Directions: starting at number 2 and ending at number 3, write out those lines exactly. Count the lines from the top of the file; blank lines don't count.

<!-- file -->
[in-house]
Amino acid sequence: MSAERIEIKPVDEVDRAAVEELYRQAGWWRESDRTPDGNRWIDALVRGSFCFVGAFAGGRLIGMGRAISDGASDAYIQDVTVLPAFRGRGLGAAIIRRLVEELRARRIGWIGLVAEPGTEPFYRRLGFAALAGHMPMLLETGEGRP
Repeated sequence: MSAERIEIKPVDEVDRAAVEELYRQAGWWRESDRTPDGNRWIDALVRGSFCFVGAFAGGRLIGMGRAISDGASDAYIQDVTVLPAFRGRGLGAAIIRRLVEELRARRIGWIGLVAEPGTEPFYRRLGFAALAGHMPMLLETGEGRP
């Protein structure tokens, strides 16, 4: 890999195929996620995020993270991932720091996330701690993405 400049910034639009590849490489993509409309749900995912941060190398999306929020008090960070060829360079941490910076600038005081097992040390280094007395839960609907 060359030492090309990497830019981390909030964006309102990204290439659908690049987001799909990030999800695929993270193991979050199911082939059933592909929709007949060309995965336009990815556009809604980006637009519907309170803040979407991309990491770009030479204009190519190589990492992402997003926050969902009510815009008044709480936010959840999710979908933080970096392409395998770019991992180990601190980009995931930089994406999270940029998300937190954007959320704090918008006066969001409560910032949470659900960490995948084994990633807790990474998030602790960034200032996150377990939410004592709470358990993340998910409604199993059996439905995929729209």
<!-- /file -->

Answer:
Amino acid sequence: MSAERIEIKPVDEVDRAAVEELYRQAGWWRESDRTPDGNRWIDALVRGSFCFVGAFAGGRLIGMGRAISDGASDAYIQDVTVLPAFRGRGLGAAIIRRLVEELRARRIGWIGLVAEPGTEPFYRRLGFAALAGHMPMLLETGEGRP
Repeated sequence: MSAERIEIKPVDEVDRAAVEELYRQAGWWRESDRTPDGNRWIDALVRGSFCFVGAFAGGRLIGMGRAISDGASDAYIQDVTVLPAFRGRGLGAAIIRRLVEELRARRIGWIGLVAEPGTEPFYRRLGFAALAGHMPMLLETGEGRP